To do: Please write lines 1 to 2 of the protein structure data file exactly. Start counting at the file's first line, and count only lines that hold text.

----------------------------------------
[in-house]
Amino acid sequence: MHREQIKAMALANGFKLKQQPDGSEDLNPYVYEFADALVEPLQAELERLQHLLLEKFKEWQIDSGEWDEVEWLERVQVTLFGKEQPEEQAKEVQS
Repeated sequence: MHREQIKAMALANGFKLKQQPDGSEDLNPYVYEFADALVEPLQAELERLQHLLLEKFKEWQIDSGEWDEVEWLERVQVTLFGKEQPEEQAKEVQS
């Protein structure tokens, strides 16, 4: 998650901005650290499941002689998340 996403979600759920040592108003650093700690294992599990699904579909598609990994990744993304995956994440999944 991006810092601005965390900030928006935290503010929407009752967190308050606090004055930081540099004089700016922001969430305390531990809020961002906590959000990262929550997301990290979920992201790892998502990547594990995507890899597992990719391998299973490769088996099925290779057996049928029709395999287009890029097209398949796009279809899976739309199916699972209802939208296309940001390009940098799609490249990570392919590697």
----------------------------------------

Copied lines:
[in-house]
Amino acid sequence: MHREQIKAMALANGFKLKQQPDGSEDLNPYVYEFADALVEPLQAELERLQHLLLEKFKEWQIDSGEWDEVEWLERVQVTLFGKEQPEEQAKEVQS